Dezeen has announced its 235 projects “longlist,” with entries now in the running for awards in 13 different architectural categories at the Dezeen Awards later this year.
More than 4,800 entries from 94 countries were received, with the awards “celebrating the world’s best architecture, interiors and design, studios, and individuals producing the most outstanding work,” according to a Dezeen media statement overnight.
It has rapidly grown to become one of the most-entered awards programmes globally, “with the highest credibility and attracting the highest-profile judges.”
Unsurprisingly, timber is featured extensively throughout the longlist – including an abandoned wooden home with 3D-printed walls in China.
Named the “Traditional House of the Future,” the prototype was part of a government plan to renovate hundreds of old wooden houses that have become dilapidated.
University of Hong Kong professors John Lin and Lidia Ratoi were behind the concept and scanned the building before being dismantled and then expanded and supported on 3D-printed walls.
“The project questions how technology can act as a social potentiator and become a means to strengthen local and cultural building practices,” the professors said.
“Considering the existing built fabric as a ‘new nature’, which cannot be altered and therefore requires adaptation, the process touches upon key areas of sustainability: social, technological, and cultural.”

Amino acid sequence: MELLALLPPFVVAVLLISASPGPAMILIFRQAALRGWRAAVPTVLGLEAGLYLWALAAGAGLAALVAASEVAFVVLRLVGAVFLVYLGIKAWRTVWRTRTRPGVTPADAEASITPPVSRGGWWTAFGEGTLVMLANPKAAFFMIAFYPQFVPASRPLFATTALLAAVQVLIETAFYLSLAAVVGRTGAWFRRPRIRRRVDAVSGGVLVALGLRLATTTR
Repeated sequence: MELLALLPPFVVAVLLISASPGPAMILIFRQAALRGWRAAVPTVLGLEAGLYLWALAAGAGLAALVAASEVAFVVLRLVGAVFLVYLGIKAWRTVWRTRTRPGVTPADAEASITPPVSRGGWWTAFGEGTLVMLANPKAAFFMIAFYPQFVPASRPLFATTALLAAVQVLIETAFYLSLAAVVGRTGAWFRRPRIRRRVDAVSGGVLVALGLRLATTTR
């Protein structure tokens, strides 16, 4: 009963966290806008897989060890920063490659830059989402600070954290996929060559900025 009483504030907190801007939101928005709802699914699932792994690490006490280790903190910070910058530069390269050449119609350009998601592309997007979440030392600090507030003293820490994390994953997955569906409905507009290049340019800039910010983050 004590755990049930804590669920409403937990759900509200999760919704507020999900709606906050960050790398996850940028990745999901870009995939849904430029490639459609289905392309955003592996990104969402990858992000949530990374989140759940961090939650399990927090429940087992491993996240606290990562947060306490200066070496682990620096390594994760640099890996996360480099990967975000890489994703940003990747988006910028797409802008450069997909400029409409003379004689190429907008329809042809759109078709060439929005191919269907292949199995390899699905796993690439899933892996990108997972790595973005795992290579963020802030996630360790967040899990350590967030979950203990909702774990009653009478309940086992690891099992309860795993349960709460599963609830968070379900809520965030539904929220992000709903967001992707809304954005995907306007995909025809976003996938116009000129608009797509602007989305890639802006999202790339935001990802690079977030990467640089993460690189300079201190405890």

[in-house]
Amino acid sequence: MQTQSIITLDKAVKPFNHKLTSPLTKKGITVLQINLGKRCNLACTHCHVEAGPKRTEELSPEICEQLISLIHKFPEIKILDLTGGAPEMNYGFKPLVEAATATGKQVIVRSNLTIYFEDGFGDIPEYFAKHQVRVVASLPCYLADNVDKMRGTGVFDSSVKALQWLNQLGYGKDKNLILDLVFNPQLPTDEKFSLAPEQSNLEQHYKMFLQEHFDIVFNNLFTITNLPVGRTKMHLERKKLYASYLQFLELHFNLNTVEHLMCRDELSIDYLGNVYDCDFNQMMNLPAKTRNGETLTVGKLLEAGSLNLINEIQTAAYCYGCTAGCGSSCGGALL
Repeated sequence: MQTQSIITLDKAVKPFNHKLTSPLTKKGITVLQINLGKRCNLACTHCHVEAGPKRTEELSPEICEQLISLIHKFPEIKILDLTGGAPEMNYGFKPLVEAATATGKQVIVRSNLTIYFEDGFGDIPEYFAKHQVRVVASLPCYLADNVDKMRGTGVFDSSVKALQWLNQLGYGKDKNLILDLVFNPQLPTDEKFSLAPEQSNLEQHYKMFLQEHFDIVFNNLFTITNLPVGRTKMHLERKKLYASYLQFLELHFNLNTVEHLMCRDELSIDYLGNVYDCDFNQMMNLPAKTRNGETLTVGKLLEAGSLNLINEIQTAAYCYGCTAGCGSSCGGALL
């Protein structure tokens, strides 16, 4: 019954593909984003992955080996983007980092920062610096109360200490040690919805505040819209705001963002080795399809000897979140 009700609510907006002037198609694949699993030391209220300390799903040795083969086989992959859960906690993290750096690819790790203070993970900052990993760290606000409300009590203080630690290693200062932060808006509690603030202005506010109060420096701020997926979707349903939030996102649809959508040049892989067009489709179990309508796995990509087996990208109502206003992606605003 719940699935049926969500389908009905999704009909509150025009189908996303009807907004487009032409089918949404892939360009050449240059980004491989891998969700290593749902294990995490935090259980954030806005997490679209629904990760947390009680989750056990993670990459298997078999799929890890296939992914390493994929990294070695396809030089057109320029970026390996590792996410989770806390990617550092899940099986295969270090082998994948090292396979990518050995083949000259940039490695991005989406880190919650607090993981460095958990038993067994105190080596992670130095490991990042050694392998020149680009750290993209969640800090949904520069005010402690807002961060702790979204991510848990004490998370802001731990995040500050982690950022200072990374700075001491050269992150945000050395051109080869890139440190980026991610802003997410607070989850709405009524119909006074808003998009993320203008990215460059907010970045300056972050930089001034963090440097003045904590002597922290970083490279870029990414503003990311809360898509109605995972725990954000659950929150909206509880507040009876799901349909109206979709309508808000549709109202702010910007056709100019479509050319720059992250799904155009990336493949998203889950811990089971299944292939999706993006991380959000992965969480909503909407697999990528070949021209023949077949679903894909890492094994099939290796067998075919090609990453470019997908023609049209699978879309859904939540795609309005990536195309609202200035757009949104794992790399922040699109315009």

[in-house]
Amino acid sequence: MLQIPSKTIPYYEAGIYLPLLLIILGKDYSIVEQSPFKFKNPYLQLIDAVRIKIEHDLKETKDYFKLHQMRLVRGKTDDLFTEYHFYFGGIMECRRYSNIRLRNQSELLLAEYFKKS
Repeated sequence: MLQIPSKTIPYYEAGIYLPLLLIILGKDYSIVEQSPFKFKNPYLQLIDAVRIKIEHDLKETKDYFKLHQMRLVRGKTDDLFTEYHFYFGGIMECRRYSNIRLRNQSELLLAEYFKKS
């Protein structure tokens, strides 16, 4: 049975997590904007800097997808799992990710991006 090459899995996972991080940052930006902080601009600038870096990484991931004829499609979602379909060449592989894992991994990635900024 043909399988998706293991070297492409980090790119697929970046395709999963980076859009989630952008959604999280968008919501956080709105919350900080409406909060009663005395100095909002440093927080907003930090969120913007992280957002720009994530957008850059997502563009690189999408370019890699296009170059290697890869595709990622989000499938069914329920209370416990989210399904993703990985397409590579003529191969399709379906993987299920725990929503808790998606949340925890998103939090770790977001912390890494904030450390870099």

The design of the house supports research from the University of Hong Kong investigating innovative renovations of vernacular houses carried out ad hoc by builders in remote locations in rural China.
The project won the RIBA President’s Medal for Research and aimed to present a fresh perspective on these ancient dwellings.
“It encapsulates the realities of a rapidly changing lifestyle at the intersection between traditional and modern, neither rural nor urban,” said Lin.
Four NZ projects made the cut…
Stuff NZ reports that two of the houses have already won awards over the past year in New Zealand, and the sculptural polycarbonate tool shed has also been recognised locally with an NZIA and ADNZ award.
They include Matagouri in Queenstown, between the Remarkables mountain range and Lake Wakatipu in the South Island.
The house, anchored by two cubic masonry structures, extensively uses locally sourced engineered timber throughout its fitout.
The courtyard’s planted tussock green roof is shaped to marry the surrounding natural landforms. The roof structure is designed as a timber waffle that moderates the house’s temperature.
The awards are delivered in partnership with Bentley Motors, with all longlisted projects assessed by our international jury of leading professionals, including architects Farshid Moussavi, Thom Mayne, Lara Lesmes and Omar Gandhi.
The judges will determine the projects on the shortlists, which will be announced in October.
A further round of judging by our master jury will pick the winners, which will be announced in November.
The 15 winners of the architecture project categories will then compete to be crowned overall architecture project of the year.